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The Location of Culture

3.80  ·  Rating Details  ·  1,440 Ratings  ·  52 Reviews
Rethinking questions of identity, social agency and national affiliation, Bhabha provides a working, if controversial, theory of cultural hybridity - one that goes far beyond previous attempts by others. In The Location of Culture, he uses concepts such as mimicry, interstice, hybridity, and liminality to argue that cultural production is always most productive where it is ...more
Hardcover, 444 pages
Published March 15th 1994 by Routledge (first published January 3rd 1994)
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This book recommended for...

1. People who like pain.
2. People who like elitist, dense, scholarship that arrogantly references a huge array of critical theory without attempting to show where any of this is coming from or what it really means, and then tries to pass itself off as politically efficacious.
3. Graduate students and academics in cultural studies or postcolonial theory.

This makes me wonder... are those in the third category just really those who fit both descriptions one and two? It's
Homi Bhabha seems to collect thinkers together, and take fragments of them and try to glue them together, but he does a really bad job of it. His typical adhesive is Lacanian nincompoopery (holy shit, spellcheck accepted that)(but not "Lacanian"), so I'm probably not the best interpreter. He's borderline unreadable, but then he has these moments of utter clarity and charm when riffing on Salman Rushdie or Roland Barthes, and you realize he has a lot of talent. Which makes me think he's probably ...more
Scott Smith
May 01, 2011 Scott Smith rated it really liked it  ·  review of another edition
This is certainly an important book. Bhabha is one of the "Holy Trinity" of postcolonial theorists, along with Edward Said and Giyatri Spivak. He is known for being fairly difficult to read (he is a big fan of Lacan) but once you sort of get used to his style and his general thought process he becomes accessible. Spivak is still way harder to approach then Bhabha.
Anyway, his main thesis deals with the place of colonized subject somewhere in between the stereotypes of savagery and naivete that t
Aug 19, 2014 Phillip rated it really liked it  ·  review of another edition
It's hard to deny that Homi Bhabha changed the entire discourse surrounding postcolonial studies, but he's also one of those figures--like Foucault, Judith Butler, Marx, or Freud--whose central ideas have become so important and so widely discussed that they are now almost taken as a baseline for discussion in literary and cultural criticism. For my money, Bhabha's two best essays in this collection are "Of Mimicry and Man" and "Signs Taken for Wonders," which develop his theories of cultural hy ...more
Matías Zitterkopf
If you want to torture someone or yourself, go ahead and read this book. I've read some chapters for my thesis, I found some definitions I needed but it's a very complex kind of reading.

Homi takes a simple idea or concepts and goes on forever trying to explain it, repeating and saying in each paragraph what he made "clear" in the first line.
This book is the epitome of how critical theory creates its own dualism between elite theoretical discourse and other, more digestible, ways of writing. Bhabha's concepts, while worthwhile, remain buried in sentences that appear to be consciously overwritten and almost unintelligible. This is almost impossible to compare to other theorists. I would recommend Said, but never this.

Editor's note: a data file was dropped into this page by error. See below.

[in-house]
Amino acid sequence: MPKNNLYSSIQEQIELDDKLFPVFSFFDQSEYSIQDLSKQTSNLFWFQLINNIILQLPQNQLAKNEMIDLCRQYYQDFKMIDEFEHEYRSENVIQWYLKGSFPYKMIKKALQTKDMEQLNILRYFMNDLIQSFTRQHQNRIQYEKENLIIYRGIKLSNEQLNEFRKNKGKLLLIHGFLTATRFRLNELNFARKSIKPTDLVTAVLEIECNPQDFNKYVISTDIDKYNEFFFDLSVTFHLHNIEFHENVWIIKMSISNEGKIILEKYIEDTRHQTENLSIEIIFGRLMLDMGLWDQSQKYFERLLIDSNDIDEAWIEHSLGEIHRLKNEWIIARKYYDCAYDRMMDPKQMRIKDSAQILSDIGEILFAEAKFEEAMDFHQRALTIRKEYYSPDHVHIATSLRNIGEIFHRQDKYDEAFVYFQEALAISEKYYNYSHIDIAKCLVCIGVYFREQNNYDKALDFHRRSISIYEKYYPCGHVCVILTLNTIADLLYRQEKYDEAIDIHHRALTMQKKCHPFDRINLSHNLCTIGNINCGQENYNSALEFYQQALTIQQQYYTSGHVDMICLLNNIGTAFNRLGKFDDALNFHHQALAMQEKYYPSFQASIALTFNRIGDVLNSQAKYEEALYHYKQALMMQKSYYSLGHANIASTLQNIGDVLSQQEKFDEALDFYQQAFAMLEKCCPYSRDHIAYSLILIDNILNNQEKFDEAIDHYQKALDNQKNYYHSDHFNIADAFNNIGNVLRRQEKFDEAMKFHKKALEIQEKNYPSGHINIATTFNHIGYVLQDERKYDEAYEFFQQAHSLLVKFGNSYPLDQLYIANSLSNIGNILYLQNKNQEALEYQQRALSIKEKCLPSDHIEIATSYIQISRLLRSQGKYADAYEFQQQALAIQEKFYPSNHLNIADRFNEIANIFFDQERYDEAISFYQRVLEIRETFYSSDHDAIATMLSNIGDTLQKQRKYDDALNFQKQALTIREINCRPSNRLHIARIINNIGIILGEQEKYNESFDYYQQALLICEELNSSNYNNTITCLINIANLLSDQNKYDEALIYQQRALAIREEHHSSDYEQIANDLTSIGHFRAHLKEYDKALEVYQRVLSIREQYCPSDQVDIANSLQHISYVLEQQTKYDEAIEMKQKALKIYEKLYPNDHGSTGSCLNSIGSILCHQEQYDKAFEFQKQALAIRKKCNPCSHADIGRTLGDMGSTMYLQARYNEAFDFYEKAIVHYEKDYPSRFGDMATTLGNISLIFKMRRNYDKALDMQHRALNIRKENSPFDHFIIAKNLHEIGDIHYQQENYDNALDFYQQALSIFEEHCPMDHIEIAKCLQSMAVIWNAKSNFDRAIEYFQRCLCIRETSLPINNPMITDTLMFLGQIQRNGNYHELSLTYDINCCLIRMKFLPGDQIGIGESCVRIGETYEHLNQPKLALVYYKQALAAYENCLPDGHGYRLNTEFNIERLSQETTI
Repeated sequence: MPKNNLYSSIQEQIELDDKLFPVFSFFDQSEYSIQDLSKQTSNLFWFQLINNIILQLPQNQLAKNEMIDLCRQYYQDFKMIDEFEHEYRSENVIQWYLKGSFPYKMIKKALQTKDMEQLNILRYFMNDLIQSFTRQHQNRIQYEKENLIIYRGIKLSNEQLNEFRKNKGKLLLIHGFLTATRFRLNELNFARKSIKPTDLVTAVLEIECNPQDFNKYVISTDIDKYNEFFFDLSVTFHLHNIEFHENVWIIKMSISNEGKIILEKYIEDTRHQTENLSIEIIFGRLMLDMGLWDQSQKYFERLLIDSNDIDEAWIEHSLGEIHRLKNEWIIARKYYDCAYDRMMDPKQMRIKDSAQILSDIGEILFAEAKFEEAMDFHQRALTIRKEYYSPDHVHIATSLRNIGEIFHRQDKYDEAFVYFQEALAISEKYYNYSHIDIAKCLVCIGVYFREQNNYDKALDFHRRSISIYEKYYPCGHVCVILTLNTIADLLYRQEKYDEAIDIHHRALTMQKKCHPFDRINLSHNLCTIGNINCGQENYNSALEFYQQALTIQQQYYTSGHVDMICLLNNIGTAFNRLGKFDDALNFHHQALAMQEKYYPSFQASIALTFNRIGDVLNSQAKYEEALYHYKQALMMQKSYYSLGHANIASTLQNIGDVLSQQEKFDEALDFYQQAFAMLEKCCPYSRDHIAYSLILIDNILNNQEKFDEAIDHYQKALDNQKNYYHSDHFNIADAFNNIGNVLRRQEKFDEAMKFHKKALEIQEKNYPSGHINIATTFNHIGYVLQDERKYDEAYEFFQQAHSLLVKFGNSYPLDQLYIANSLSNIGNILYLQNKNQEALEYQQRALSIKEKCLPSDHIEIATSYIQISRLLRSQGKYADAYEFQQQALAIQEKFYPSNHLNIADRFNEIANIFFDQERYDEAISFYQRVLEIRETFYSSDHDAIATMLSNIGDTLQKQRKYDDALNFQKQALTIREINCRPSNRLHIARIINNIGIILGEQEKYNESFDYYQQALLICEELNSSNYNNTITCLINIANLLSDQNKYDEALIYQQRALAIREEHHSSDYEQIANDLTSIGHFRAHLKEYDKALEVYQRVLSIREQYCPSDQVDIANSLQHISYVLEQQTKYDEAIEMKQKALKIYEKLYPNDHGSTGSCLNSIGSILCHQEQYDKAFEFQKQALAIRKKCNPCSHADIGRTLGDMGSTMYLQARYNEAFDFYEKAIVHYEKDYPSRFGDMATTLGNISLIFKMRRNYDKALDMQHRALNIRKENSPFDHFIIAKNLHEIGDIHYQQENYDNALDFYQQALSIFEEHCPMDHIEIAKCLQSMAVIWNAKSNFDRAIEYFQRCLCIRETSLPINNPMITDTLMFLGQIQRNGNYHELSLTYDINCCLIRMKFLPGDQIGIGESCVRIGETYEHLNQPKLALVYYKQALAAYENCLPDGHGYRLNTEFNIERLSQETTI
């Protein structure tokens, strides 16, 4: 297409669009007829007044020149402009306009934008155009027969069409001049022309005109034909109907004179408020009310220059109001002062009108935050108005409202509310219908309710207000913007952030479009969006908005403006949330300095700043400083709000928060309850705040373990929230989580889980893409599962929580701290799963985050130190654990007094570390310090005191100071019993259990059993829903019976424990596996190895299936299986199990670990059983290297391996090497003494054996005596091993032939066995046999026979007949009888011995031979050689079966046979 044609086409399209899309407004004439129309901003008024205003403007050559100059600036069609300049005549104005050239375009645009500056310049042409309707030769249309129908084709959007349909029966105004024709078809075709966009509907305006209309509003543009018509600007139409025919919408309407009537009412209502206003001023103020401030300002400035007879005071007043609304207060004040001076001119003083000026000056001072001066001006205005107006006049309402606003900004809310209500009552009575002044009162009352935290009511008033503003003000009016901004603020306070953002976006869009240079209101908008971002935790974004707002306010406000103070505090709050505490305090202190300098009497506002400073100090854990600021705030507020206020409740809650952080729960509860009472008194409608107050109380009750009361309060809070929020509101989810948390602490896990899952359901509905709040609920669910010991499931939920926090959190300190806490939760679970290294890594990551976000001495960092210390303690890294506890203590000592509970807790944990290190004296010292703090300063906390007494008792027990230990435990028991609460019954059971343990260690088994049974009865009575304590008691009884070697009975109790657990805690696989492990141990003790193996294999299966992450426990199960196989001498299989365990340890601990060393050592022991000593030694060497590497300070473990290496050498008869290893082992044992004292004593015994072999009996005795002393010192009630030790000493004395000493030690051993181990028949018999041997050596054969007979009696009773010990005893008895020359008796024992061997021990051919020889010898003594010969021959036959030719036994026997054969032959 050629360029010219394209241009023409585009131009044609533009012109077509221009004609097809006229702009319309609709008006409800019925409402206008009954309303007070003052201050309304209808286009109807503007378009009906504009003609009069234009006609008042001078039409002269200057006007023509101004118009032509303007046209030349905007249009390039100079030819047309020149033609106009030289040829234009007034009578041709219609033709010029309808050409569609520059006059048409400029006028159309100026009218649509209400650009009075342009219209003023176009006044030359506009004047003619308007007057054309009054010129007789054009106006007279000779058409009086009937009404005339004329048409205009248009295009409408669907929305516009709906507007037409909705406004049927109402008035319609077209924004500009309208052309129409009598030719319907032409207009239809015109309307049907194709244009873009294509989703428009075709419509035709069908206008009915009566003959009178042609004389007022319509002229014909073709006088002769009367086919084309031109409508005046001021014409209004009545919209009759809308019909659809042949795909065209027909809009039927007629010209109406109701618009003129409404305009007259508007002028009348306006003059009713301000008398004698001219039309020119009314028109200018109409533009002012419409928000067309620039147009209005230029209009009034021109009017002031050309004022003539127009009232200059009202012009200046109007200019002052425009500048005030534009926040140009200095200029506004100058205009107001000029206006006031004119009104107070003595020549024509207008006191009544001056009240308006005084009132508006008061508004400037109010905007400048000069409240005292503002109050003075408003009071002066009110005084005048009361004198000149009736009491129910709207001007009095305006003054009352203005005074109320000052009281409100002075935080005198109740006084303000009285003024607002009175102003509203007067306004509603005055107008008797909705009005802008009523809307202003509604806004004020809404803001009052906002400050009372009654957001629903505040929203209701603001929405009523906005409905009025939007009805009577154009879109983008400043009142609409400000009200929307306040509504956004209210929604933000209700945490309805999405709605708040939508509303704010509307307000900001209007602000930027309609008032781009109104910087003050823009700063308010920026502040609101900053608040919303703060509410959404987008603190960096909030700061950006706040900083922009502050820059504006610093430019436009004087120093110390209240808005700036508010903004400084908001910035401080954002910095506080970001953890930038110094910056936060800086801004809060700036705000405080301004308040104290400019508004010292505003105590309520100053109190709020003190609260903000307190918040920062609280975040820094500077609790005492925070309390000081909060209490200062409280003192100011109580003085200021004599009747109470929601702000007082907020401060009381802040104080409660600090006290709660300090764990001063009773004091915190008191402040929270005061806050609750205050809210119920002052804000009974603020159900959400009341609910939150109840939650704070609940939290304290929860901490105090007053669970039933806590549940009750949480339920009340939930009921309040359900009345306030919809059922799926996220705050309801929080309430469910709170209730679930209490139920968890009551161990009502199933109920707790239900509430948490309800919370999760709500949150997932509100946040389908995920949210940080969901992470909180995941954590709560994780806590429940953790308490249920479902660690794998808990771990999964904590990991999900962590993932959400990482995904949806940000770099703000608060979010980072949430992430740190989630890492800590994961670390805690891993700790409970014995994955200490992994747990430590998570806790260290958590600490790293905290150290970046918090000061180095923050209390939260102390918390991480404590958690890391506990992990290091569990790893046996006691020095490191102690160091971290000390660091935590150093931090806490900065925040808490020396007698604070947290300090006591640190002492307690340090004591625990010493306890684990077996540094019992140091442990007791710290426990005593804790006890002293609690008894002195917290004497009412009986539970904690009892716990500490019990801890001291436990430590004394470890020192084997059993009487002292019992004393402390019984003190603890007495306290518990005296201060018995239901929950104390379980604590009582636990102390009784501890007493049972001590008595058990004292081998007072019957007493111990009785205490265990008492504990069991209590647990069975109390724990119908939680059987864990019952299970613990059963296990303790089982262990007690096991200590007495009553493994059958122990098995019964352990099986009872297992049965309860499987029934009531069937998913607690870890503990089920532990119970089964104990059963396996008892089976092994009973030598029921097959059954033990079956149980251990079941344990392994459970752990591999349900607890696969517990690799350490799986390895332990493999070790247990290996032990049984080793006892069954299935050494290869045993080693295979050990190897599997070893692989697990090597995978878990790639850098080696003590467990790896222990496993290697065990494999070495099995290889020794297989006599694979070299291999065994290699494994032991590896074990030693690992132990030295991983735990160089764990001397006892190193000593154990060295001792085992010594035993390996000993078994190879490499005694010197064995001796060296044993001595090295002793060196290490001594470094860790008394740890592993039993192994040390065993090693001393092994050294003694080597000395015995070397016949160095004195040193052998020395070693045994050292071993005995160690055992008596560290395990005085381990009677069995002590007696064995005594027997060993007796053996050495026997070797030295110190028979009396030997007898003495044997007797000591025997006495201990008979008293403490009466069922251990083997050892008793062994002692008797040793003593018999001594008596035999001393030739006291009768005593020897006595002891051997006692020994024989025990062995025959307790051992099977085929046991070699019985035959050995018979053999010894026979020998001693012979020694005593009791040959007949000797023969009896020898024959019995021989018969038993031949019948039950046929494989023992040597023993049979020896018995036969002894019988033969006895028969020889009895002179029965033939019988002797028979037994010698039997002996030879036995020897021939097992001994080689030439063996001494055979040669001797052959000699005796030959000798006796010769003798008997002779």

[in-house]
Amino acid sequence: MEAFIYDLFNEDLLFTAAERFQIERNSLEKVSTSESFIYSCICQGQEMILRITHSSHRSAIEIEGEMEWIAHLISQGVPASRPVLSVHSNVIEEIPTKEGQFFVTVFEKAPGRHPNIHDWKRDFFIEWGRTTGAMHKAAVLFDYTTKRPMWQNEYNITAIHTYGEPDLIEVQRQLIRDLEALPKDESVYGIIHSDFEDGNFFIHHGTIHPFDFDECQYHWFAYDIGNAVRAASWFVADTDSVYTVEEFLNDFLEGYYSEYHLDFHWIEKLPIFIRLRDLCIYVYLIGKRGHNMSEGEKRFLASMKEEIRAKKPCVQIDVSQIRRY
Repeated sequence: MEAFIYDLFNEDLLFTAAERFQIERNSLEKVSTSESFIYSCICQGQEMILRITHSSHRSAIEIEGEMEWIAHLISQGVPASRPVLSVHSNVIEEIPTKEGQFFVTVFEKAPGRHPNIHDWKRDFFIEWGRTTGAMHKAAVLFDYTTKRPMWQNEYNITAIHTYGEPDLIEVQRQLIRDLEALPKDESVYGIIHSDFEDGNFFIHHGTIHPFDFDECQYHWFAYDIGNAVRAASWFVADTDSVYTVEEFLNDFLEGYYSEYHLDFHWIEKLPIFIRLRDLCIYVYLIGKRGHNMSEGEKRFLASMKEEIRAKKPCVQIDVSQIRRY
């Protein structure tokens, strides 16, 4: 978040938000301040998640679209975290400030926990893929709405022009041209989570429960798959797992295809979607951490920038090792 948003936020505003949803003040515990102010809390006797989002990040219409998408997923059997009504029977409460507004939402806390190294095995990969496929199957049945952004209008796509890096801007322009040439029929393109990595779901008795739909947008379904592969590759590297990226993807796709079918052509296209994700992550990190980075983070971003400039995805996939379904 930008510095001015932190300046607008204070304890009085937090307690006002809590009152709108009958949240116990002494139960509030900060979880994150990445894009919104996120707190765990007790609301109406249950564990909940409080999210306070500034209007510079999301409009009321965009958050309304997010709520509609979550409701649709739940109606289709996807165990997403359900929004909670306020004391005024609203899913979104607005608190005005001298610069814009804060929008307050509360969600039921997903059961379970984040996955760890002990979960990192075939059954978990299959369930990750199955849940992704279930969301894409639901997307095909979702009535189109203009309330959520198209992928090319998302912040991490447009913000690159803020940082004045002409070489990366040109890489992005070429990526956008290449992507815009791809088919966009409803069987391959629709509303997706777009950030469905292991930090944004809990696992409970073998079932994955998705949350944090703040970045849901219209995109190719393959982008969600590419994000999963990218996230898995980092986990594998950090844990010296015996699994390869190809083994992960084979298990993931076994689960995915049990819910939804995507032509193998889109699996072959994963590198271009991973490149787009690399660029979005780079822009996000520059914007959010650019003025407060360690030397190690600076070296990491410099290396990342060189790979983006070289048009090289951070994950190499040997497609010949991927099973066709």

Brilliant, demanding, challenging, insightful, and in places just plain wrong this remains one of the most important texts in post-structural postcolonial studies. It is an absolute must read in that there is a basic defining of the field in this collection of papers published elsewhere and gathered here. It contains two of the fundamental texts of the approach – 'Of Mimicry and Man' and 'Sly Civility' – that merit repeated re-reading and re-evaluation. My problem with it is part of a more gener ...more
Erdem Tasdelen
Aug 22, 2010 Erdem Tasdelen rated it really liked it  ·  review of another edition
Interesting progression in this book. Maybe it's because I don't have a firm grasp of the specifics of these histories of colonialism that I find it easier to relate to his analysis of the last century and the effect of modernity/postmodernity on postcolonial subjectivity. Bhabha's writing has much more clarity in the later chapters where he starts utilizing the terms he lays out in the previous ones, and adds a few that are more cohesive. I enjoyed how he methodically sculpts a postcolonial sub ...more
Dec 18, 2015 Leonardo marked it as to-keep-reference  ·  review of another edition
Los estudios poscoloniales abarcan un amplio y variado grupo de discursos, pero deseamos enfocar aquí la obra de Homi Bhabha porque representa el ejemplo más claro y mejor articulado de la continuidad entre discursos posmodernistas y poscolonialistas. Uno de los objetos primarios y constantes de los ataques de Bhabha son las divisiones binarias. De hecho, todo el proyecto poscolonial que él presenta se define por su rechazo a las divisiones binarias sobre las que se ha predicado la cosmovisión c ...more
Chon Mkliiry
Dec 19, 2012 Chon Mkliiry rated it really liked it  ·  review of another edition
A wonderful book on the future challenges faced by the advent of post-colonialism and postmodernism. His observations on "the third space" certainly resonates with me as a multicultural, multiracial individual. He sees human development as always "media res" and refrains from binary classifications such as past and present or this culture/that culture. His argument, which compliments Deleuze and Guattari's "rhizome", is very compelling. A great book, but by no means a quick read.
Feb 22, 2013 Joy rated it did not like it  ·  review of another edition
Not readeable, even to those familiar with the terminology associated with post-structuralism and post-colonialism. Further, the content is repetitive. I didn't like this book at all.
Melusine Parry
The ideas are fascinating, but the style is awful, terrifyingly jargonny and sometimes impenetrable. You have to read critical studies of the book to understand all of it.
Nov 07, 2012 Emily rated it did not like it  ·  review of another edition
I'm too dumb to understand all the isms and iations and other complex-ass nouns Bhabha uses in the creation of the post-colonial studies vocabulary.
Unforgivably, unnecessarily obtuse. Infuriatingly impenetrable. Rubbish.